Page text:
Norway's capital city is industrious, elegant, and creative, with outdoor attractions, museums and galleries, and plenty of nightlife. It's small enough to see by foot and has a superb public transportation system.
Oslo is great if you want to blend cultural activities with sports, shopping, or fine dining. You can feast on artworks by Norwegian painters like Edvard Munch, learn about one of the world's great writers at the Ibsen Museum, or catch a classical concert at the Oslo Konserthus.
Lovers of the outdoors can catch a tram to ski slopes at Holmenkollen or cycle in forests like Sognsvann. History fans can tour sites like the Royal Palace, while in the evening everyone can enjoy Grünerløkka where bars like Ryes and Schouskjelleren serve fabulous food and drink all night long.
Norway has a proud artistic tradition and Oslo has always been its epicenter. There are museums dedicated to heroes like Edvard Munch and Henrik Ibsen, alongside huge cultural institutions like Norway's National Gallery.
There are some great places to ski within a short tram ride of the city center including the 1.5 mile-long Korketrekkeren and the Oslo Vinterpark.
Spend an evening at beer halls like Dovrehallen eating meat and potato dishes or splurge at acclaimed eateries like Maaemo.
Shopping is another great attraction of the Norwegian capital. In neighborhoods like Grünerløkka, you'll find upmarket men's boutiques like Dapper alongside women's boutiques like Mitt Lille Hjem and plenty of second-hand vintage stores as well.
Located in a natural harbor in southern Norway, Oslo is fringed by mountains and forests, and seems made for its setting. Don't miss the view from Holmenkollen (the main ski jump), which offers a gorgeous panorama of the city.
Oslo's greatest attractions are all within walking distance, on the cobbled streets of the charming city center. Near the contemporary Central Station, the 17th-century Oslo Cathedral stands out on a lively public square. Wander towards the water where the medieval Akershus Fortress introduces the saga of the Norwegian Resistance. Aker Brygge across the way is a haven for shopping and eating with beautiful views of the harbor, and, of course, the Astrup Fearnley Museum of Modern Art.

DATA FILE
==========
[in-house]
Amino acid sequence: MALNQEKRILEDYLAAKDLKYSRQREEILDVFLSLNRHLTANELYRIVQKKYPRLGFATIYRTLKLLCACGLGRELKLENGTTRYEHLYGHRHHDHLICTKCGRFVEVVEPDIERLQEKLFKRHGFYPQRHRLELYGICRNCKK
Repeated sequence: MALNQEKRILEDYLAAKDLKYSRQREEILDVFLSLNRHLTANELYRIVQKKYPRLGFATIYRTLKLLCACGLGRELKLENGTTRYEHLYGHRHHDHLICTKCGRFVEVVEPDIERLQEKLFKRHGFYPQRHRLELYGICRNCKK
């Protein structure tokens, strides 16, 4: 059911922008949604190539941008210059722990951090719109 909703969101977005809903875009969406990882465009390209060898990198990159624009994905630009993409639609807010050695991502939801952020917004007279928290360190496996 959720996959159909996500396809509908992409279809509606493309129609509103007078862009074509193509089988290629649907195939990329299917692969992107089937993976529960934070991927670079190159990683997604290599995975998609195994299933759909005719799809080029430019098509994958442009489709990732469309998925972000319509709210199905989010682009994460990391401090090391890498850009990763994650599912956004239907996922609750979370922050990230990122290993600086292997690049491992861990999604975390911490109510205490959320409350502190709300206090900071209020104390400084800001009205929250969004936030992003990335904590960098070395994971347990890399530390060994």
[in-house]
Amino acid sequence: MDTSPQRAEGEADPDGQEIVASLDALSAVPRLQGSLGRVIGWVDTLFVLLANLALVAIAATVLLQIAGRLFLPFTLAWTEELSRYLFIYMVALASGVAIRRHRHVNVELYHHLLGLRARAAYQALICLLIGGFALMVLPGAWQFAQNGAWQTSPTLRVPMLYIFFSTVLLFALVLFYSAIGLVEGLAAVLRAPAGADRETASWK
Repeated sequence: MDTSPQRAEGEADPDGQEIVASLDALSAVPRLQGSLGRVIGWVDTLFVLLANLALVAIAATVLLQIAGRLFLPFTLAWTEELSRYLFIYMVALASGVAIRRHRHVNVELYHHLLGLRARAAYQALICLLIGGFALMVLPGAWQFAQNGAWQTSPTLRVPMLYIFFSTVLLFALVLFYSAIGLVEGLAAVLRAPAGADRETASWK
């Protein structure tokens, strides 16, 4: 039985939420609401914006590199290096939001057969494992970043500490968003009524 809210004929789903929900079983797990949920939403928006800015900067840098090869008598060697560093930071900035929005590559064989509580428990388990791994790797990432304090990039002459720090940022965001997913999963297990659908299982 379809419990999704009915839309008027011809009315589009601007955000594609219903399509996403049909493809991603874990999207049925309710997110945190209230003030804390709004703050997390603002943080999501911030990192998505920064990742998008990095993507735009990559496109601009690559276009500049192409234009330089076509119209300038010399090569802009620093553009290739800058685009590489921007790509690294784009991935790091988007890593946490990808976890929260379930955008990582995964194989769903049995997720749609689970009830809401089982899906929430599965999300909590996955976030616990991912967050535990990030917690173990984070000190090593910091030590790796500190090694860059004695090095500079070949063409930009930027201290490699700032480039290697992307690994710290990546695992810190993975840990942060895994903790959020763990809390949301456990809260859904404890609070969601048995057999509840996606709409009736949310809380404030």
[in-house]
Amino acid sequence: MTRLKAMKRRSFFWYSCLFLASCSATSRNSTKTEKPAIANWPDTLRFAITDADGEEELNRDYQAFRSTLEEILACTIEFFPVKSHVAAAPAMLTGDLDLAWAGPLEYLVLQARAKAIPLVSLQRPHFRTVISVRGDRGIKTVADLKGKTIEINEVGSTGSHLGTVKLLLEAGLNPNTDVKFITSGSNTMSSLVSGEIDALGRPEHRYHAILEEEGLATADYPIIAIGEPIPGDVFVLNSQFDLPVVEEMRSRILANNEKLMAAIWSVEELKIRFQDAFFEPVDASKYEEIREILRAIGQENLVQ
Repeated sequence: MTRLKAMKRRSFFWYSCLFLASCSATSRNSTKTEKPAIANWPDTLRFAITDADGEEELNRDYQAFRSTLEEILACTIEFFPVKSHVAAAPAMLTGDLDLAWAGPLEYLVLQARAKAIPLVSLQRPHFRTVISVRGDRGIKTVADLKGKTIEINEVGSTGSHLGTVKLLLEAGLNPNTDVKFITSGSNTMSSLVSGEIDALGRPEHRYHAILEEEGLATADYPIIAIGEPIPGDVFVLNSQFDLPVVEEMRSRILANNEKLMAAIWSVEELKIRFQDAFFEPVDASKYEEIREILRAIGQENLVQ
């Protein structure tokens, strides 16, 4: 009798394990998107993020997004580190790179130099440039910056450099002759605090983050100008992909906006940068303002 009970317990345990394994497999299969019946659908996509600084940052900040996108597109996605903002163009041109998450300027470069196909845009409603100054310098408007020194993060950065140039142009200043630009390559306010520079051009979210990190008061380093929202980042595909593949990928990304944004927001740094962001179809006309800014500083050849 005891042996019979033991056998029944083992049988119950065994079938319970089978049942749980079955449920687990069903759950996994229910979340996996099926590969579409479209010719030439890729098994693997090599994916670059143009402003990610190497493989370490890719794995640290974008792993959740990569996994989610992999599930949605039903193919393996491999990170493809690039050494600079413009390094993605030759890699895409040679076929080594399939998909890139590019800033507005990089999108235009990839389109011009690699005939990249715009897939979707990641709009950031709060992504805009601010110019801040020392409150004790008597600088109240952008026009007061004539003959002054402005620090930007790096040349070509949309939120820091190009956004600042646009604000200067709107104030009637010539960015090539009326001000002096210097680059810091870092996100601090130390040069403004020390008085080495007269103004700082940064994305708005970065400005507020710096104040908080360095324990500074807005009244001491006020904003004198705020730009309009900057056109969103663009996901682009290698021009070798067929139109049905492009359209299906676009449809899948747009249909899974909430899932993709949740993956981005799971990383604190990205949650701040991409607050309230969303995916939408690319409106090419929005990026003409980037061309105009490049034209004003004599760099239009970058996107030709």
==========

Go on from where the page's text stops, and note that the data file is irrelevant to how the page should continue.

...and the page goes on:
At the end of Karl Johans Gate, actually a majestic shopping street, the Royal Palace stands, flanked by gorgeous gardens. The official home of the Norwegian monarchy, the palace itself is not open to the public, but just walking through the perfectly groomed landscape is a high-class treat. A changing of the guard also enthralls visitors on a daily basis. The gates are also abordered by both the National Theater and the National Gallery, creating a trifecta of fascinating sights.
This 110-acre park is the largest in Oslo and the city's most popular public recreation zone, though it was once the grounds of a extravagant manor. The luxury has remained, however, and the impeccable landscaping continues to host families and friends' gatherings among rose gardens and well-kept fields. Go for a dip at the Frogner Baths, explore the remarkable Vigeland Sculpture Installation right in the middle of the park, or just laze the day away in one of its many delightful corners.
Oslo's Opera House is an architectural masterpiece and the pride and glory of the city. It is enormous yet minimal, and looks so feather-light it seems it could just slip away into the water. The interior is just as stunning, and it is home to the National Opera, Ballet, and Theater. Even without tickets, it is an unforgettable experience to walk up the shallow incline of the roof and look out over the bay.
Norway's oldest museum of natural history is full of fascinating specimens. The institution has a comprehensive spectrum of exhibitions, displaying thousands of species in the Botanical Gardens, and offering an up-close look at wild creatures in the zoological galleries. The highlight of the famous geological halls is "Ida" - the oldest and most complete fossil of an early primate known today! The sprawled fingers and curved spine of this intriguing cousin are an unforgettable sight.
If you want to focus on sightseeing, museums, and shopping, Oslo is at its best in the summer. While temperatures rarely top 80 degrees Fahrenheit, you can expect warm weather (and even head to beaches like Tjuvholmen as it gets really warm). However, winter is great too, especially if you love to ski. There's not really a bad time to visit.